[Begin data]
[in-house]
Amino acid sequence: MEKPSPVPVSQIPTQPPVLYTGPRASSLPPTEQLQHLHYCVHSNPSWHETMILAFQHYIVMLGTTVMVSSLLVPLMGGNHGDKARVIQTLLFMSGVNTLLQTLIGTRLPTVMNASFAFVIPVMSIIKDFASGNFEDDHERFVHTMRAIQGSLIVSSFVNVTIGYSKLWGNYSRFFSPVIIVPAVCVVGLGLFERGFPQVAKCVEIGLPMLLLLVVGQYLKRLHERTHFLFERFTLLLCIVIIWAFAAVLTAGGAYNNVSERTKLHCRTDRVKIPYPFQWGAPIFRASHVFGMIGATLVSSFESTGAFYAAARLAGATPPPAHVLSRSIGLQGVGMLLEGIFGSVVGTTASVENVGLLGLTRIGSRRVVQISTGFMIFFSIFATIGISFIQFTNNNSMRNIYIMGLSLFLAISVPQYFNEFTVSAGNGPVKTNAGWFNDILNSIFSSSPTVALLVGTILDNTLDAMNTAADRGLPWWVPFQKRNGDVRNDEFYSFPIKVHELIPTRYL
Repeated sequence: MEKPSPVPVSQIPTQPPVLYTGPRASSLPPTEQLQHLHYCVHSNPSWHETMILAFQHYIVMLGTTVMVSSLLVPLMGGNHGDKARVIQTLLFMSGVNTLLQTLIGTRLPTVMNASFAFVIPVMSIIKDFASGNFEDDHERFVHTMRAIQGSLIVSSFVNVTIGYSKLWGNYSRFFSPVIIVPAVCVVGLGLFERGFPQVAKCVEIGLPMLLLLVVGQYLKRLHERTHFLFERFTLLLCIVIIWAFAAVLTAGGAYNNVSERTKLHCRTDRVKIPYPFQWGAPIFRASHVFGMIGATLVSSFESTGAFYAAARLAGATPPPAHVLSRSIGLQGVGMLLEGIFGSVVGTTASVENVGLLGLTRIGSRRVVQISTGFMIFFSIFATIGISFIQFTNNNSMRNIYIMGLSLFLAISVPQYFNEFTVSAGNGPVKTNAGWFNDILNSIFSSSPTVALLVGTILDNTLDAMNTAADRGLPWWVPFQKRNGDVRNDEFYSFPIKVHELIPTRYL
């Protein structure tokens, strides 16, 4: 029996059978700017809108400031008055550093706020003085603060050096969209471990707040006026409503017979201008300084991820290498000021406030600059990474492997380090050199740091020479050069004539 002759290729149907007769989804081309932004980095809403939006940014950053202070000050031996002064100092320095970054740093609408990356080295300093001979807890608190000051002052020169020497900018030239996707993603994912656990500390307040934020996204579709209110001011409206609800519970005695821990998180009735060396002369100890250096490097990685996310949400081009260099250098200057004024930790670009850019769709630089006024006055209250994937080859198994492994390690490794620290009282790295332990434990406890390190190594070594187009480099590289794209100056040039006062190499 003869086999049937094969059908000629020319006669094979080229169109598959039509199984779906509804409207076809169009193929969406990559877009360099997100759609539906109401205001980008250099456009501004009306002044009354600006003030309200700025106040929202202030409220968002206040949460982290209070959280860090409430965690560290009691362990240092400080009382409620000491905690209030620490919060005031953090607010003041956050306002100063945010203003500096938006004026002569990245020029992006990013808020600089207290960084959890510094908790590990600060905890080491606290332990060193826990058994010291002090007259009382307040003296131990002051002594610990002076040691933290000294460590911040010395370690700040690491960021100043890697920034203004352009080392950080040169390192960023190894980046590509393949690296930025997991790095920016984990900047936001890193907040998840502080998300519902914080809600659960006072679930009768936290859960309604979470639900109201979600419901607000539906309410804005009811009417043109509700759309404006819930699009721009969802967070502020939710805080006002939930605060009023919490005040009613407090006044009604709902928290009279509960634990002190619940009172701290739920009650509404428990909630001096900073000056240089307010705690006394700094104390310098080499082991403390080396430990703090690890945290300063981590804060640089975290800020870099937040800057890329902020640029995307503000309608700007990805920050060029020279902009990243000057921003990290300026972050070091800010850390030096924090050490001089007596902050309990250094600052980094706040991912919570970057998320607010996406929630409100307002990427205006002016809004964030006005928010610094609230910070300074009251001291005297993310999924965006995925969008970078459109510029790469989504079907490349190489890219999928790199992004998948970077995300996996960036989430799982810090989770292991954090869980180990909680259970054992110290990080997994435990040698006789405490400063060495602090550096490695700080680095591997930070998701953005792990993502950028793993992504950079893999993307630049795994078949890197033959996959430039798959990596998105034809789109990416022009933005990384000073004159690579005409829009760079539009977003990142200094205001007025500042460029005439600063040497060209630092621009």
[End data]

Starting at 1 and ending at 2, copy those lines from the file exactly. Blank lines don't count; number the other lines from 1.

[in-house]
Amino acid sequence: MEKPSPVPVSQIPTQPPVLYTGPRASSLPPTEQLQHLHYCVHSNPSWHETMILAFQHYIVMLGTTVMVSSLLVPLMGGNHGDKARVIQTLLFMSGVNTLLQTLIGTRLPTVMNASFAFVIPVMSIIKDFASGNFEDDHERFVHTMRAIQGSLIVSSFVNVTIGYSKLWGNYSRFFSPVIIVPAVCVVGLGLFERGFPQVAKCVEIGLPMLLLLVVGQYLKRLHERTHFLFERFTLLLCIVIIWAFAAVLTAGGAYNNVSERTKLHCRTDRVKIPYPFQWGAPIFRASHVFGMIGATLVSSFESTGAFYAAARLAGATPPPAHVLSRSIGLQGVGMLLEGIFGSVVGTTASVENVGLLGLTRIGSRRVVQISTGFMIFFSIFATIGISFIQFTNNNSMRNIYIMGLSLFLAISVPQYFNEFTVSAGNGPVKTNAGWFNDILNSIFSSSPTVALLVGTILDNTLDAMNTAADRGLPWWVPFQKRNGDVRNDEFYSFPIKVHELIPTRYL